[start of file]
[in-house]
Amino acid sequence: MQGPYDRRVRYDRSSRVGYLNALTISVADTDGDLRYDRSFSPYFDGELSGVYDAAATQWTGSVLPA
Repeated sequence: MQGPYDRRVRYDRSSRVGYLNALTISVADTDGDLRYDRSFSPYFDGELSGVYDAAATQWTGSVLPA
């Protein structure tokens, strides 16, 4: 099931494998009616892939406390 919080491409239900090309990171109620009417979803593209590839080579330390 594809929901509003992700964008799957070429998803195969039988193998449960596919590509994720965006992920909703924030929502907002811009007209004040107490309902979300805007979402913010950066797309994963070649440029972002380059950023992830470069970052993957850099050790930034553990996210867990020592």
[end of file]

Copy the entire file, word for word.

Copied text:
[in-house]
Amino acid sequence: MQGPYDRRVRYDRSSRVGYLNALTISVADTDGDLRYDRSFSPYFDGELSGVYDAAATQWTGSVLPA
Repeated sequence: MQGPYDRRVRYDRSSRVGYLNALTISVADTDGDLRYDRSFSPYFDGELSGVYDAAATQWTGSVLPA
């Protein structure tokens, strides 16, 4: 099931494998009616892939406390 919080491409239900090309990171109620009417979803593209590839080579330390 594809929901509003992700964008799957070429998803195969039988193998449960596919590509994720965006992920909703924030929502907002811009007209004040107490309902979300805007979402913010950066797309994963070649440029972002380059950023992830470069970052993957850099050790930034553990996210867990020592």